B.F.A. in Community Arts, minor in Individualized Interdisciplinary Studies, California College of the Arts; M.A. in Performance Studies, University of California, Berkeley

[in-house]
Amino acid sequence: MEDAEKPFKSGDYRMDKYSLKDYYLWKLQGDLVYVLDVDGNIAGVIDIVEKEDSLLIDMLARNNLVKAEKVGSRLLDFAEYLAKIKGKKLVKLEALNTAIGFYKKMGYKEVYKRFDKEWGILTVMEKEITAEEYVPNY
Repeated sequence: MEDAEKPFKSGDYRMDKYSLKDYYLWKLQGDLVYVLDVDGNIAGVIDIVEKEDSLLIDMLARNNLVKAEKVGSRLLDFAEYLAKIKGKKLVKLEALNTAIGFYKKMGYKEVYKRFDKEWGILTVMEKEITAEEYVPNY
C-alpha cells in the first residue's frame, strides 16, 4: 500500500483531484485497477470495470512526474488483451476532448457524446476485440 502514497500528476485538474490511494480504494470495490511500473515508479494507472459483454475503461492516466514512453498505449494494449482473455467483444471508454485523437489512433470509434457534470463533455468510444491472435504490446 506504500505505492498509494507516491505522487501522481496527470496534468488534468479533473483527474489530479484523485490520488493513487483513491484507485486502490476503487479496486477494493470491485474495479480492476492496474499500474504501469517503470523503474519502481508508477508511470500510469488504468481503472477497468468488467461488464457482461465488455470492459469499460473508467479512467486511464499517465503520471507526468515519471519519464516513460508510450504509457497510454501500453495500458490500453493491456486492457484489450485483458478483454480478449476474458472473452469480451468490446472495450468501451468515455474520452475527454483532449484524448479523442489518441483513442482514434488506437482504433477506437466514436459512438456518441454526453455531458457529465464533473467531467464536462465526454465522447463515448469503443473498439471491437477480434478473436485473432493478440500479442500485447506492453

Laila Guadalupe is the daughter of a Roma mother and Mexican father and raised by her grandmother and aunties in Ciudad Juárez, Chihuahua. Her research is informed largely by her life experience as a border crosser and the consequences of the U.S.-Mexico National border such as the feminicide, narco-state, poverty and the maquiladora systems of terror and oppression. She is interested in how border communities perform social and intimate roles as both oppressor and oppressed and how the desert border landscape is curated as a form of social stage that directs and redirects the movement, behavior and relationships of and between all types of bodies, including bodies of water and mountains. Laila is also a visual and performance artist whose work in ritual and ceremony making seeks to interrupt this continuous [current] colonialism, to heal its resulting intergenerational and personal trauma and reconfigure ways of being rooted in indigenous cosmologies with futurism in present time space.